Turning off extra services is a great idea. I'll add that to my list.

Removing admin privileges is also a great idea, but in most cases I'm dealing with some seriously challenged non-techies who wouldn't know how to deal with switching to administrator to install apps. Someday I'll get them running Linux and show them how easy it is to jump to su and back ;-).

As far as education goes, I provide that also, just failed to mention it. In fact users are warned that if they slip back into their unsecure habits, I'll be back to bore them to death with even more details!

Thanks to all for your comments.

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by RivanG In reply to Good stuff

I highly recommend a visit to Black Viper's website for tips on tweaking Windows 2000 and Windows XP services:

http://www.blackviper.com/WIN2K/servicecfg.htm

http://www.blackviper.com/WinXP/servicecfg.htm

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One more tool - Windows Startup Inspector

by PCW In reply to Good stuff

In addition to your list of tools I like to run the freeware app called Windows Startup Inspector. It collects all the processes that fire up when the system starts in a list. Then, through a webb link your list is updated with the definitions of each process, and they are ranked such as "required" "Remove" etc. You can then turn off the proesses you chose not to run at the next boot.

This is most benificial with a system that has been so hammered you can't run hardly anything.

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TeaTimer is good too

by bbbaldie In reply to One more tool - Windows ...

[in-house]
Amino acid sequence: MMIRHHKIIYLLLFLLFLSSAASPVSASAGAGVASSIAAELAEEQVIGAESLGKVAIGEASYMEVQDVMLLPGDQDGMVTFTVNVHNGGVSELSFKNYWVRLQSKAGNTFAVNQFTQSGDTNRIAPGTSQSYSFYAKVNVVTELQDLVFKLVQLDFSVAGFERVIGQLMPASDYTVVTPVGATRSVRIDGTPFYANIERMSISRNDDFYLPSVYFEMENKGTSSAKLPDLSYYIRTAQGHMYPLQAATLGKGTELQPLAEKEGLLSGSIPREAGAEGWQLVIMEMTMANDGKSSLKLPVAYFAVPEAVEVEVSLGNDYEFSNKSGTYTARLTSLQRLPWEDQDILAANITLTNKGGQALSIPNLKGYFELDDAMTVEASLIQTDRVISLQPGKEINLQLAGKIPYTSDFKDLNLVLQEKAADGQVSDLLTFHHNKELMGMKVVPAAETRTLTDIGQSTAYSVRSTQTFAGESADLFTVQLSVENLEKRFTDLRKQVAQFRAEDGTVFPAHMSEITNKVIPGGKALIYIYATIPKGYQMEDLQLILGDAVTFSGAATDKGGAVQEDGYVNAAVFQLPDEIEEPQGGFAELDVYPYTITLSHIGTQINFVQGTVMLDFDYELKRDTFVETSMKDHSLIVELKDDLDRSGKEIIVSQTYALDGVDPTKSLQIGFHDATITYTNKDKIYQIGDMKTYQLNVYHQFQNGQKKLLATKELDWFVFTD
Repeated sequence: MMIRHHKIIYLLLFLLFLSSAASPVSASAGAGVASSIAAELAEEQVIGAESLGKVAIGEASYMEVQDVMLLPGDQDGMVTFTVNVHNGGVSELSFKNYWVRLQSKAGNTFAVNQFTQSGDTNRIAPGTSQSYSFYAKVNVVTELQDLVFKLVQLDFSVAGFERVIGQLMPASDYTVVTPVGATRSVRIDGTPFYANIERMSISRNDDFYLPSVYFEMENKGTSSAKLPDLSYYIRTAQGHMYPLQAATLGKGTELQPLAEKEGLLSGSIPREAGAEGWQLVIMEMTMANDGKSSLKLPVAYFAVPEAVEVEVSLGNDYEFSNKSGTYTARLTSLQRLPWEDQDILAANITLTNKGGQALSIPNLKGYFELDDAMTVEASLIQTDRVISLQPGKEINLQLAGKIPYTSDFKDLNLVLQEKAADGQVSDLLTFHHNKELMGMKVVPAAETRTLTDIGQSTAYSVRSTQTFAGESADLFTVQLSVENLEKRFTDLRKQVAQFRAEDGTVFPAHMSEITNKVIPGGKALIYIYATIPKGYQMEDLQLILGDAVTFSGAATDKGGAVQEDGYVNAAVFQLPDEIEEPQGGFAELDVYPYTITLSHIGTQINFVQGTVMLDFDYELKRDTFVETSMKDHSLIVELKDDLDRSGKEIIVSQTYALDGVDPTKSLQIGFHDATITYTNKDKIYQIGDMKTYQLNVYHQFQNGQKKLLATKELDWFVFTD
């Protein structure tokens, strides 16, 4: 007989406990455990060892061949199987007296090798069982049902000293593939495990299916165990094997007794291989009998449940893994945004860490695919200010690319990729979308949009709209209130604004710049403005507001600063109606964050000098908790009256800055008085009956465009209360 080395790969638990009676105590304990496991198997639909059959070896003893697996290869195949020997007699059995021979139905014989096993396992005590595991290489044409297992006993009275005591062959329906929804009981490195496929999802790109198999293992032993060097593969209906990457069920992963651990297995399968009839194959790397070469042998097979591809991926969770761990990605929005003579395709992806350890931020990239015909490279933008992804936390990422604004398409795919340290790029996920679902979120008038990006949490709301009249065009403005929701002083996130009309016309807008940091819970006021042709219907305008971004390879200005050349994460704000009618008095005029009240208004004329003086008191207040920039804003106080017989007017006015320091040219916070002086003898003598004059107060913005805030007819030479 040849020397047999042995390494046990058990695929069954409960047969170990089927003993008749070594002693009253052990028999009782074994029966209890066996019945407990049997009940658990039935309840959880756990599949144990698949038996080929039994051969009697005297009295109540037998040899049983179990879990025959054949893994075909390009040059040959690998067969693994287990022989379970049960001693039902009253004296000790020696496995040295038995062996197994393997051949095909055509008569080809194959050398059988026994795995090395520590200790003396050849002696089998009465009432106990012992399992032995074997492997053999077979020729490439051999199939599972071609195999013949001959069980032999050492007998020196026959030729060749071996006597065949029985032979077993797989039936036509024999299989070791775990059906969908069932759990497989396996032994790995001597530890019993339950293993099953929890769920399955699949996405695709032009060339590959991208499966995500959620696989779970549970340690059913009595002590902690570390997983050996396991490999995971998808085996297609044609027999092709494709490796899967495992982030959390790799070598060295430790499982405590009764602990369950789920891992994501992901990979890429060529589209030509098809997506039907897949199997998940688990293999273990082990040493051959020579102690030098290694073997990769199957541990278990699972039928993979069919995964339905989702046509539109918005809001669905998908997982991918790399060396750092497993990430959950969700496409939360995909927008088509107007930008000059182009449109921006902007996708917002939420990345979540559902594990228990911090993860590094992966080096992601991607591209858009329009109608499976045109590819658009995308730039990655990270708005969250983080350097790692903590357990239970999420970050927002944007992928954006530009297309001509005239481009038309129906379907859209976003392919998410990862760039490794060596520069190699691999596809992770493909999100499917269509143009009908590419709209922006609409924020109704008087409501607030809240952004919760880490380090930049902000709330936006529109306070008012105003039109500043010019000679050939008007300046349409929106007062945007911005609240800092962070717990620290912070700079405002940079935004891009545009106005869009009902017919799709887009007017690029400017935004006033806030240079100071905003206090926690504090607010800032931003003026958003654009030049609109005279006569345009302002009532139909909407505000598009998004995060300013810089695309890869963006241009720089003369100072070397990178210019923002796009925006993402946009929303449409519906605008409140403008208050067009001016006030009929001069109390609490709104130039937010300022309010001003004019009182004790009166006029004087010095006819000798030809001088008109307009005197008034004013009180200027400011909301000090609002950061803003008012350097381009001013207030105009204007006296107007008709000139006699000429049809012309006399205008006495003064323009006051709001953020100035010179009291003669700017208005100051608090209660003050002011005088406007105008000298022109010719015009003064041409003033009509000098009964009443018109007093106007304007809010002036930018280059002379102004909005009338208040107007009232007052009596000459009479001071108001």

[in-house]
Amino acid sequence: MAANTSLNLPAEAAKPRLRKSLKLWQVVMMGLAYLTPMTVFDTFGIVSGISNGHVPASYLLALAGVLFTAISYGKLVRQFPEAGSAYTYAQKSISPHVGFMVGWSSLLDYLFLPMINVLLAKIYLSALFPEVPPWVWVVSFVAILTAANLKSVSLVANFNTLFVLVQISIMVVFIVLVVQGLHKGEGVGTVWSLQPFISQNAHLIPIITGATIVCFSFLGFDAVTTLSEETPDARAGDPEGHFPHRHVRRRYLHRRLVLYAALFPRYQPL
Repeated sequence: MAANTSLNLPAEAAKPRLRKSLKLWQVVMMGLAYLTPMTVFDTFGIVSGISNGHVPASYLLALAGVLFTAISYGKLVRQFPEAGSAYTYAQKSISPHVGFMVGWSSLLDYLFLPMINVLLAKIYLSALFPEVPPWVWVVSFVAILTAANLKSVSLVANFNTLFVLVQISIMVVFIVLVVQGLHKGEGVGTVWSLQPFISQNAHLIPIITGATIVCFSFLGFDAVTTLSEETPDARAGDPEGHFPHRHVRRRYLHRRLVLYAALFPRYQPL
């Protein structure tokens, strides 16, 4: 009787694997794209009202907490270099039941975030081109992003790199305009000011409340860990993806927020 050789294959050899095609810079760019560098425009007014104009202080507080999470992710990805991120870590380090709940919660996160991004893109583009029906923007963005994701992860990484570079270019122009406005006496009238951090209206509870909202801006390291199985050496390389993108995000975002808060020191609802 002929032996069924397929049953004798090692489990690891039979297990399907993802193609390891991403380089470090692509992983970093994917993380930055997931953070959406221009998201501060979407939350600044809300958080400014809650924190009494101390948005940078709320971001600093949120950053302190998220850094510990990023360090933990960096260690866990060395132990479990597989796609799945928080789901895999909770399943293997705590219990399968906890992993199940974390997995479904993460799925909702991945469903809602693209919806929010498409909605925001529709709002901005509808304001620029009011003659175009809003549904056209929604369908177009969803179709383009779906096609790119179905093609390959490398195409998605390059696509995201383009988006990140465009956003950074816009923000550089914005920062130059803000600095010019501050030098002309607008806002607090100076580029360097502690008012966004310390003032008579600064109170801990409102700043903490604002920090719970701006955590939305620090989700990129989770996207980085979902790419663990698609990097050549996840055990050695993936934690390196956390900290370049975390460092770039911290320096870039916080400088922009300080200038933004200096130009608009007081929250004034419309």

If a user has a little bit of computer sense, I turn TeaTimer on (part of Spybot) and instruct them to not allow registry changes unless they are installing trusted software. Of course, if they are doing some kind of system diagnostic, something may want to write itself in to run on boot. So you have to be careful about user's IT IQ's when deciding whether or not to add this great and efective freebie to the mix.

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The ultimate virus

by PCW In reply to Good stuff

With most of my residential customers the really serious problem they encounter is their children.

Not only are they incubaters that collect and bring home medical viruses from school, they attract malware like magnets atract iron fileings when they cruise the webb. I highly recommend a seperate parent system that is password protected.

Then I train them all on what they do to attract the bad stuff.

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Additional tweaks

by Slade In reply to My experience with no sho ...

I pretty much use all of them and in addition to Firefox, I use Avant browser with a built-in pop-up blocker, Ad blocker and tab interface like Firefox. I use Avant browser alongside Firefox because there are just some sites that Firefox is not able to load properly. I also use AVG, Ad-aware in addition to Spybot. Lastly, I put the address of many ad sites to 127.0.0.1 in the hosts file.